Johnny Nel is a full time chartered surveyor, wine didn’t exactly run in the family. However, together with his wife Gael, they went out on a limb and bought a stunning 2ha farm in South Africa’s Helshoogte Pass, which they christened Camberley, boasting such illustrious neighbours as Thelema and Tokara. This was not a rich man’s recreational ambition; to have a winery you can boast to your friends about but actually have no involvement other than paying the bills. Johnny continued working full time and at night would moonlight as a winemaker, phoning friends for advise and very much learning on the job. Seemingly operating on less sleep than Winston Churchill, Johnny had embarked on a steep learning curve that would result in his wines receiving international acclaim. Not content with producing outstanding red wines, Johnny decided the challenge was not over, and along came a fortified Shiraz and a sparkling Shiraz. I was cellar rat there for the inaugural fortified vintage and recall a phone call to a highly regarded winemaker friend following fortification: Johnny ‘what is it meant to taste like now?’ Friend ‘like shit’. Johnny ‘thank god for that!’ It takes balls of steel, passion and a damn good sense of humour to achieve what Johnny has.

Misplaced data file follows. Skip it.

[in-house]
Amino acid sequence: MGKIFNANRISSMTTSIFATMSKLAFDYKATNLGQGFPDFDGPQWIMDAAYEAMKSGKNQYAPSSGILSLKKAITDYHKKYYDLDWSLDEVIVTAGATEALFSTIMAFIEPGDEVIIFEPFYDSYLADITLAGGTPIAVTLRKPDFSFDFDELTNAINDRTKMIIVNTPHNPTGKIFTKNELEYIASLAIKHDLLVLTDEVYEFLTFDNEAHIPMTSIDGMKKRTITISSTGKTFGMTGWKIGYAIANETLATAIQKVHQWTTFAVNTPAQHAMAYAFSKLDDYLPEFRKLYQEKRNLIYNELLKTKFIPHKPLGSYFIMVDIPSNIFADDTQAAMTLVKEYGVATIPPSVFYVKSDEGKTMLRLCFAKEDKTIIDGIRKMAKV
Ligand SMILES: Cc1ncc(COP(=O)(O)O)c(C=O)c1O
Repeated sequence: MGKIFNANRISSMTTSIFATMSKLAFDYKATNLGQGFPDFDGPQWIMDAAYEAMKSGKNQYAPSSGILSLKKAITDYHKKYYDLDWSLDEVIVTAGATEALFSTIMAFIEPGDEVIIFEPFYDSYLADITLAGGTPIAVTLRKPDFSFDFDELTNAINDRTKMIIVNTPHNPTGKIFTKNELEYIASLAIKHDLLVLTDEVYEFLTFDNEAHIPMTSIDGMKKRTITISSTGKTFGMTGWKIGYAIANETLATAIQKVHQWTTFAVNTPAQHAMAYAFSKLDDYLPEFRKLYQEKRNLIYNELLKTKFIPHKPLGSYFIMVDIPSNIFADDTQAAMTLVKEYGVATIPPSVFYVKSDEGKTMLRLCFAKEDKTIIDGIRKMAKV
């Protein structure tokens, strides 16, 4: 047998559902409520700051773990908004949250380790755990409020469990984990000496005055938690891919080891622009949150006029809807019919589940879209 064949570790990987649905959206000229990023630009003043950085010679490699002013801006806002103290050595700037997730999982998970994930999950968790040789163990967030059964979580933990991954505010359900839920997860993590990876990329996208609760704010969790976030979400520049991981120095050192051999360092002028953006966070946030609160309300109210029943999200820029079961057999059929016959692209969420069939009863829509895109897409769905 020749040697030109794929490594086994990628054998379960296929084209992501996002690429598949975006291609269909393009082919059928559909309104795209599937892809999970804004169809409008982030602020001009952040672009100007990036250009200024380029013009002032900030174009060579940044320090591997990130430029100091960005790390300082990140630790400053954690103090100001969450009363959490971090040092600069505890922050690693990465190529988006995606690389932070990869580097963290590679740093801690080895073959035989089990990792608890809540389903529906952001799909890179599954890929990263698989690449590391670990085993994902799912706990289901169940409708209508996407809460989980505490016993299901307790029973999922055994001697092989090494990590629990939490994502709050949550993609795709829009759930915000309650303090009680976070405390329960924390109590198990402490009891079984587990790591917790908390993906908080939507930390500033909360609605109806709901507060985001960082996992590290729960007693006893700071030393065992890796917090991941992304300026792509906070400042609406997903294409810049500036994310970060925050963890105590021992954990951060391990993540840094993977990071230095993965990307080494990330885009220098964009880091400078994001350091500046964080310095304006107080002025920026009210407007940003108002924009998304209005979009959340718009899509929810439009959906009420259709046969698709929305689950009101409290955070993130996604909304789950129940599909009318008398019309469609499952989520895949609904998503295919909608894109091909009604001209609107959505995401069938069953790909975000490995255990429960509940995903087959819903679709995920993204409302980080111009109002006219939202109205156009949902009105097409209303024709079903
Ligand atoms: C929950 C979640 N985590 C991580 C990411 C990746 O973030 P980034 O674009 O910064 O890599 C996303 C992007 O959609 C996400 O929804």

Kevin Grant was a zoologist from Malawi (a pretty cool job in itself) when he got bitten by the wine bug. He retrained at Elsenberg as a wine maker and before long was regarded as one of South Africa’s elite. It was at Hamilton Russell winery that he solidified his reputation as the Chardonnay and Pinot Noir guru. As he said however, it is one thing to jockey someone else’s horse to victory, it is quite another to jockey your own horse. And so when a breath-takingly beautiful piece of land presented itself, nestled against the Babylonstoren mountains in the cool climate Walker Bay region of South Africa, Kevin followed his heart and bought the property, so giving birth to Ataraxia. Kevin is producing some astounding wines, and is walking every step of the journey with the vines he planted. You can clearly taste his intense love and respect for his soils reflected in his wines.